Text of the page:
my name is Craig too, and we think a like…strange….

  6. Right. Because who doesn’t love DRM? I’m sure their authentication server will have 100% uptime.

  7. Hmmm… reading the official blog post it sounds like the implementation and subsequent app lockdown are left up to the developer.

    Not the best solution, but I guess it works.

  8. You can buy some apps anywhere through the SlideME app.

  9. To those of you who have asked about offline access: Developers can tell the licensing library to cache the license response for a period of time. (This is actually the default behavior.)

    — Trevor Johns
    Google Developer Programs, Android

  10. @Andy

    It will ask for permission only one time (during install i think), not every time !

  11. @Craig According to the developer site, there are two methods for implementing this: 1) the developer could require that the licensing server be pinged every time the app launches or 2) ping it once and then cache the response from the server. Also, in the developer docs, the airplane example is mentioned when talking about the cached way of doing things.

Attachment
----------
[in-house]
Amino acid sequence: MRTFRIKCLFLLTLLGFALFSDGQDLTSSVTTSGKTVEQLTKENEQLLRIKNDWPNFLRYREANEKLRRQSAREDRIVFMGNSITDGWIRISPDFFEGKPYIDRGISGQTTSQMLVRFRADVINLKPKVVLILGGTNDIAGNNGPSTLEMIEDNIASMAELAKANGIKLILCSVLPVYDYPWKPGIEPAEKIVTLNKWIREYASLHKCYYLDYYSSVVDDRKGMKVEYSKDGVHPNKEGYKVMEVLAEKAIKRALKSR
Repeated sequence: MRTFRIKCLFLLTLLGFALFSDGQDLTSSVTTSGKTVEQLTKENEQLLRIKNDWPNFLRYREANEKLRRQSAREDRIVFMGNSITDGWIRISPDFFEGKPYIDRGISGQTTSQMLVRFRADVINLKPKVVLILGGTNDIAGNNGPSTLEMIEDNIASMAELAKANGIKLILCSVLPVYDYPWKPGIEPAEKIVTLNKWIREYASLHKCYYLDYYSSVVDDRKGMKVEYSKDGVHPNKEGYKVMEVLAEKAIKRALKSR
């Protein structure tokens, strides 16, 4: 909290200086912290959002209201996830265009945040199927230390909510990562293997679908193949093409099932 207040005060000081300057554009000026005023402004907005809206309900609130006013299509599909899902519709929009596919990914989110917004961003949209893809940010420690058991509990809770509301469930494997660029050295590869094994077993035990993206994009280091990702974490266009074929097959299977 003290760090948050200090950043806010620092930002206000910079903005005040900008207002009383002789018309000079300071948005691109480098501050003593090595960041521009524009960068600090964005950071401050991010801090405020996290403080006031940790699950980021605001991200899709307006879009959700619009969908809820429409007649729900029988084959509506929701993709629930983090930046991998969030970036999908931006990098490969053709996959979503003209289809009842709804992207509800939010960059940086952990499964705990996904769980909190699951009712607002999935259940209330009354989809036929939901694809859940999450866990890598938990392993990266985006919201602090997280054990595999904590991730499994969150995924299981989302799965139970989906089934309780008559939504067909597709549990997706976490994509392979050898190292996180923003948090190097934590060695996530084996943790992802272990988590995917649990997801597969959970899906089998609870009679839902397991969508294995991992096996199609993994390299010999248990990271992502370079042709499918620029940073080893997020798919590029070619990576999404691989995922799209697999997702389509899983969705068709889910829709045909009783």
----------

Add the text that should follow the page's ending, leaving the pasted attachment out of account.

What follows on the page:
12. @513: That’d be a nice idea!

  13. Great so now Google will collect and store detailed info on how many times you used which app and when. They do some of that with admob but usually those apps are free, with paid equivalents that have no ads.

    Now they want to track detailed usage of the apps that don’t use ads. I will definitely avoid paying for apps that use this scheme.

  14. The Android docs suggest local storage for times without connection. It is safe to assume that the device will be connected to the Internet when downloading/installing the application (legally).

    In true Android fashion, it is totally up to the developer when to check for the license, what actions to take, and whether it will be implemented at all.